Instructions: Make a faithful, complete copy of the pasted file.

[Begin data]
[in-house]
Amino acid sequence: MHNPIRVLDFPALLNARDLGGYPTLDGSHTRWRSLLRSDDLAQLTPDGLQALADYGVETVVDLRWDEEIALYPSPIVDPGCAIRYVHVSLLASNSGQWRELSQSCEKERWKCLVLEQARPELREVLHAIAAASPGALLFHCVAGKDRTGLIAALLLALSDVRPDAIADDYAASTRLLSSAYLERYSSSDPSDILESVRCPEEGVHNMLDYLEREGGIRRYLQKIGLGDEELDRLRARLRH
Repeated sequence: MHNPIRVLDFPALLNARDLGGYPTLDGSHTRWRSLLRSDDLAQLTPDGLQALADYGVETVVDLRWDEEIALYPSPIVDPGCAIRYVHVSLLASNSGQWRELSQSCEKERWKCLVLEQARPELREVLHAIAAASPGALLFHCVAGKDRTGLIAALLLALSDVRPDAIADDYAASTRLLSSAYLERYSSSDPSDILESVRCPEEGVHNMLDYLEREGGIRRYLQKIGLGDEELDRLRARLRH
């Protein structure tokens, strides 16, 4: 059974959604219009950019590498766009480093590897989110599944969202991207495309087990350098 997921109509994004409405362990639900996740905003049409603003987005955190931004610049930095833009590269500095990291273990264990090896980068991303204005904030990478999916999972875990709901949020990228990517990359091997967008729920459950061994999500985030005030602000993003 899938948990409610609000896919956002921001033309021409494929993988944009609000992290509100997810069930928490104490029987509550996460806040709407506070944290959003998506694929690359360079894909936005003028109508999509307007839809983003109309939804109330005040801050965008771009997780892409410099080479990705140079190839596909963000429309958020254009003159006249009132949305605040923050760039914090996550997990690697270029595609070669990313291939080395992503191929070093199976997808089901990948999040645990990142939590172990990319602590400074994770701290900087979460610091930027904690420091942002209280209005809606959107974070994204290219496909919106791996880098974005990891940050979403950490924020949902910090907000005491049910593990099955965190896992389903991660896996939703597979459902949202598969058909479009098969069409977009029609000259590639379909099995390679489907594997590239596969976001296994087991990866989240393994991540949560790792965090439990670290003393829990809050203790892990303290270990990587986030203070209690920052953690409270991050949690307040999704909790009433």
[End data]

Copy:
[in-house]
Amino acid sequence: MHNPIRVLDFPALLNARDLGGYPTLDGSHTRWRSLLRSDDLAQLTPDGLQALADYGVETVVDLRWDEEIALYPSPIVDPGCAIRYVHVSLLASNSGQWRELSQSCEKERWKCLVLEQARPELREVLHAIAAASPGALLFHCVAGKDRTGLIAALLLALSDVRPDAIADDYAASTRLLSSAYLERYSSSDPSDILESVRCPEEGVHNMLDYLEREGGIRRYLQKIGLGDEELDRLRARLRH
Repeated sequence: MHNPIRVLDFPALLNARDLGGYPTLDGSHTRWRSLLRSDDLAQLTPDGLQALADYGVETVVDLRWDEEIALYPSPIVDPGCAIRYVHVSLLASNSGQWRELSQSCEKERWKCLVLEQARPELREVLHAIAAASPGALLFHCVAGKDRTGLIAALLLALSDVRPDAIADDYAASTRLLSSAYLERYSSSDPSDILESVRCPEEGVHNMLDYLEREGGIRRYLQKIGLGDEELDRLRARLRH
């Protein structure tokens, strides 16, 4: 059974959604219009950019590498766009480093590897989110599944969202991207495309087990350098 997921109509994004409405362990639900996740905003049409603003987005955190931004610049930095833009590269500095990291273990264990090896980068991303204005904030990478999916999972875990709901949020990228990517990359091997967008729920459950061994999500985030005030602000993003 899938948990409610609000896919956002921001033309021409494929993988944009609000992290509100997810069930928490104490029987509550996460806040709407506070944290959003998506694929690359360079894909936005003028109508999509307007839809983003109309939804109330005040801050965008771009997780892409410099080479990705140079190839596909963000429309958020254009003159006249009132949305605040923050760039914090996550997990690697270029595609070669990313291939080395992503191929070093199976997808089901990948999040645990990142939590172990990319602590400074994770701290900087979460610091930027904690420091942002209280209005809606959107974070994204290219496909919106791996880098974005990891940050979403950490924020949902910090907000005491049910593990099955965190896992389903991660896996939703597979459902949202598969058909479009098969069409977009029609000259590639379909099995390679489907594997590239596969976001296994087991990866989240393994991540949560790792965090439990670290003393829990809050203790892990303290270990990587986030203070209690920052953690409270991050949690307040999704909790009433």